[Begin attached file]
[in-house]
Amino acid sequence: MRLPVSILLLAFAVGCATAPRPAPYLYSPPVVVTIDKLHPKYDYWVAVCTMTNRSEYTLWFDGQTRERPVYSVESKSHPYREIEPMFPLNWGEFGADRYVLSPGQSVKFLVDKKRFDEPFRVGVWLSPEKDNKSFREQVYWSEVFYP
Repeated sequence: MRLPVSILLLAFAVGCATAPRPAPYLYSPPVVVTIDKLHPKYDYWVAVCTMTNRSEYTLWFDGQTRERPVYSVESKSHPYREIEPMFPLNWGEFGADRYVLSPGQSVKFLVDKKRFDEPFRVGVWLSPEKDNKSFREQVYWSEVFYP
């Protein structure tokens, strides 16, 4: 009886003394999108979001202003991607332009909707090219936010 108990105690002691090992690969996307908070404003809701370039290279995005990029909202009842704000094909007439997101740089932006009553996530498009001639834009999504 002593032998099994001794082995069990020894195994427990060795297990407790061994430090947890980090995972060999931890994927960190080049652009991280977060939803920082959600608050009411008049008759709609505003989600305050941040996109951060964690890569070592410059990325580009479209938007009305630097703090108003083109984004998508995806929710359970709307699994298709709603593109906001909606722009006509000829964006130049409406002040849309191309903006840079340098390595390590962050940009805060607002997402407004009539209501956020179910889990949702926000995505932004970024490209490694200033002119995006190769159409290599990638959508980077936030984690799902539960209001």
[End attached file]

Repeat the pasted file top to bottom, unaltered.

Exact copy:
[in-house]
Amino acid sequence: MRLPVSILLLAFAVGCATAPRPAPYLYSPPVVVTIDKLHPKYDYWVAVCTMTNRSEYTLWFDGQTRERPVYSVESKSHPYREIEPMFPLNWGEFGADRYVLSPGQSVKFLVDKKRFDEPFRVGVWLSPEKDNKSFREQVYWSEVFYP
Repeated sequence: MRLPVSILLLAFAVGCATAPRPAPYLYSPPVVVTIDKLHPKYDYWVAVCTMTNRSEYTLWFDGQTRERPVYSVESKSHPYREIEPMFPLNWGEFGADRYVLSPGQSVKFLVDKKRFDEPFRVGVWLSPEKDNKSFREQVYWSEVFYP
């Protein structure tokens, strides 16, 4: 009886003394999108979001202003991607332009909707090219936010 108990105690002691090992690969996307908070404003809701370039290279995005990029909202009842704000094909007439997101740089932006009553996530498009001639834009999504 002593032998099994001794082995069990020894195994427990060795297990407790061994430090947890980090995972060999931890994927960190080049652009991280977060939803920082959600608050009411008049008759709609505003989600305050941040996109951060964690890569070592410059990325580009479209938007009305630097703090108003083109984004998508995806929710359970709307699994298709709603593109906001909606722009006509000829964006130049409406002040849309191309903006840079340098390595390590962050940009805060607002997402407004009539209501956020179910889990949702926000995505932004970024490209490694200033002119995006190769159409290599990638959508980077936030984690799902539960209001």